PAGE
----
Students in history, government, and economics borrow books from the Boylston Reading Room at an approximate rate of 1,500 to 2,000 books a month--adequate testimony of the worth of the overnight privilege, particularly for the man who is busy during the day and cannot get his reading done in the regular hours. But the value of the privilege is considerably lessened by the inconvenient conditions under which books must be returned. The Reading Room regulations require books to be checked in by nine, and yet the Room opens at just a quarter to the hour, with the result that a man who has borrowed a book overnight is put to no little inconvenience in arriving at Boylston in the fifteen minutes before nine o'clock. Both Freshmen and House members are put to the necessity of scurrying for Boylston at a moment when the imminence of a nine seven class makes composure imperative.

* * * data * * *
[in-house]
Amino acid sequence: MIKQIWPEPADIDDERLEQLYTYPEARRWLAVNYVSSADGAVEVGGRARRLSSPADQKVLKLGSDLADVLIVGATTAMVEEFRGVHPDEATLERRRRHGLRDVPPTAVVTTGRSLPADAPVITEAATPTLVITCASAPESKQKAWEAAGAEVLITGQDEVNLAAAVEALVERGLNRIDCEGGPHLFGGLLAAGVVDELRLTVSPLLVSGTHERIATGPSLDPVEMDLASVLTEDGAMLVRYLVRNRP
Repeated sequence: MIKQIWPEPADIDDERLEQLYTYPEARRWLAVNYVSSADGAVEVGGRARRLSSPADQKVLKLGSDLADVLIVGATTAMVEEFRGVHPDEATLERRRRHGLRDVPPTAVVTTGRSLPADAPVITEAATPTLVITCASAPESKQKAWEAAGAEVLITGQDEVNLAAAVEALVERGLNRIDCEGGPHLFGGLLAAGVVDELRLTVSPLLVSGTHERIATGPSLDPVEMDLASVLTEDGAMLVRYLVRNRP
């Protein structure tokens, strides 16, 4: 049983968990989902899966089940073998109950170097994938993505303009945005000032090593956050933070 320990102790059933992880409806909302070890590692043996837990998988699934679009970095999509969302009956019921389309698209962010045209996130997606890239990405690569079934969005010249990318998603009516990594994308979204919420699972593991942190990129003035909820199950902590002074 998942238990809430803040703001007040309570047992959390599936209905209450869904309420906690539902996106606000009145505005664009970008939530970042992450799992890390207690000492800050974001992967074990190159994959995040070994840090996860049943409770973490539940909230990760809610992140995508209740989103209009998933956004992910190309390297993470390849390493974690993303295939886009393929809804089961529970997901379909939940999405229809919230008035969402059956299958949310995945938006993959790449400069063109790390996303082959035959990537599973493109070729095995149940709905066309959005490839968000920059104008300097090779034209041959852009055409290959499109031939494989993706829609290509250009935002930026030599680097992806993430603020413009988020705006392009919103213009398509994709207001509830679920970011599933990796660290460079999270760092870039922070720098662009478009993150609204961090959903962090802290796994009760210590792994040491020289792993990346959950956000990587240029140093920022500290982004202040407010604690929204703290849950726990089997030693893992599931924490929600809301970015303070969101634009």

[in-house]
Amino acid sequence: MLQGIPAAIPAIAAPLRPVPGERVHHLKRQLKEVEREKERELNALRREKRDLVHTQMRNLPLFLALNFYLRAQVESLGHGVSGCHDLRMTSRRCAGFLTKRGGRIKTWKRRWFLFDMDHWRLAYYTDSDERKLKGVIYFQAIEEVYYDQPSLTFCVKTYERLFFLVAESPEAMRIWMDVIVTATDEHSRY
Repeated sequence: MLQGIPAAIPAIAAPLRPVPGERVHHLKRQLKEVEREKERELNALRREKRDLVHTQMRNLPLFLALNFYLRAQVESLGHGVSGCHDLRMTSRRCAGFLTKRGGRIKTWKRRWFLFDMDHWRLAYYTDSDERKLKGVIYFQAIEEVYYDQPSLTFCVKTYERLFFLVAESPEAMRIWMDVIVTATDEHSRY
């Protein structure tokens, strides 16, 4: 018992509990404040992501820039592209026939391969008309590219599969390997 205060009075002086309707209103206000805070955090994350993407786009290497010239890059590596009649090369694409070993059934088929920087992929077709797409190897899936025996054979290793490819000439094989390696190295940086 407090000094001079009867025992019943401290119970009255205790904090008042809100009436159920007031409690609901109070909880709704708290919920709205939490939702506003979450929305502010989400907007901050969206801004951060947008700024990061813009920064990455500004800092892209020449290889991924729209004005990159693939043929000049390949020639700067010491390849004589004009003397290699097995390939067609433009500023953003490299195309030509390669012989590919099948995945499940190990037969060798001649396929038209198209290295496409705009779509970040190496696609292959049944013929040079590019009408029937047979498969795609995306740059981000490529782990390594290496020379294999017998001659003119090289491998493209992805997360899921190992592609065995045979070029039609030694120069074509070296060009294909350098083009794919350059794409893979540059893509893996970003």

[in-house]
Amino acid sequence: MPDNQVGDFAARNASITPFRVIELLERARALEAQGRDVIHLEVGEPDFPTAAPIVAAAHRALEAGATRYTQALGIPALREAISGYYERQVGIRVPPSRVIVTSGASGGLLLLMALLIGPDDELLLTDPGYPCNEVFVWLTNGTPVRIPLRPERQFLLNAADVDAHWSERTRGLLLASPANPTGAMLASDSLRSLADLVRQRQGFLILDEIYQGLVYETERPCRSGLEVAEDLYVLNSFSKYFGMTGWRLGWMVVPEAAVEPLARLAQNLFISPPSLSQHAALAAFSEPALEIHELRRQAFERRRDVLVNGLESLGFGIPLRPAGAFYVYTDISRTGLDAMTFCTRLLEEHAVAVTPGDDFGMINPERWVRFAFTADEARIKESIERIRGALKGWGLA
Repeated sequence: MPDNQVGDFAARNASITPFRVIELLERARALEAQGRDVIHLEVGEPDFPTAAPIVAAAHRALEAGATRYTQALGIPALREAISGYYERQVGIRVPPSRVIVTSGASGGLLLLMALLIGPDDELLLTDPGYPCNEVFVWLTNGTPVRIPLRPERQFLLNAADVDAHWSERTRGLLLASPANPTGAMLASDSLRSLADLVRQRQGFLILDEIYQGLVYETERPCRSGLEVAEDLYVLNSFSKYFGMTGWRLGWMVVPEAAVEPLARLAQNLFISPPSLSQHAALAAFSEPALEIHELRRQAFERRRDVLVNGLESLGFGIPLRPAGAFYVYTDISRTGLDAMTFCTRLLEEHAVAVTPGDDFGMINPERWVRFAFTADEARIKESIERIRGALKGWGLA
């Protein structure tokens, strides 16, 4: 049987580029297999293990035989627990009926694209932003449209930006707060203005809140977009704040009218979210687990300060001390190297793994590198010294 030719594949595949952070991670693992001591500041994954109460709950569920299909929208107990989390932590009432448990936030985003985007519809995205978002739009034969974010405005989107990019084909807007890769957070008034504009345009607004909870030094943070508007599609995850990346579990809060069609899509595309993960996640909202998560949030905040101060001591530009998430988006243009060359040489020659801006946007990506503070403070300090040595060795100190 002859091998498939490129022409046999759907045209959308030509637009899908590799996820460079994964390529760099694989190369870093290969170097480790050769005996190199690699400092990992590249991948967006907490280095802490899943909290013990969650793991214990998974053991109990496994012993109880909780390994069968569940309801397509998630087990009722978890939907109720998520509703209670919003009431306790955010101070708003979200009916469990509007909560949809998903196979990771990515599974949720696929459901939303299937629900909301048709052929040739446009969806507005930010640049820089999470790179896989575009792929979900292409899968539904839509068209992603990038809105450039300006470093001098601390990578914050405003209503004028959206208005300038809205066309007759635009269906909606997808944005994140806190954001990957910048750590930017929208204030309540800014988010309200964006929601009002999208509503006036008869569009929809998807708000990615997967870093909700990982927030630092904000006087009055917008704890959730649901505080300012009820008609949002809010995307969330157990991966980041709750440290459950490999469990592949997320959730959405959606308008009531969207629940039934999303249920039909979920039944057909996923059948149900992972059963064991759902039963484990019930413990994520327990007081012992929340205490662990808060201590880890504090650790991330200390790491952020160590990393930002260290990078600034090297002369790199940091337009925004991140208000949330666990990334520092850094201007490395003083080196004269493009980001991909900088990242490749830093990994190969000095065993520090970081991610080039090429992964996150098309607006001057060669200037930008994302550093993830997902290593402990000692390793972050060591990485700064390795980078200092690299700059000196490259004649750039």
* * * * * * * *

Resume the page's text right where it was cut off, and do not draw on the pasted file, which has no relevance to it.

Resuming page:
This unfortunate situation could be remedied and the overnight privilege considerably improved, if provision were made for the reception of books between midnight and nine o'clock. A delivery box secure at once against thievery and Cambridge rains, and equipped inside with a canvas slide so that the books would not be injured by the drop, could be built at a very reasonable cost. Surely this would provide a cheap and efficient means for the Library Council to increase the convenience of the Reading Room.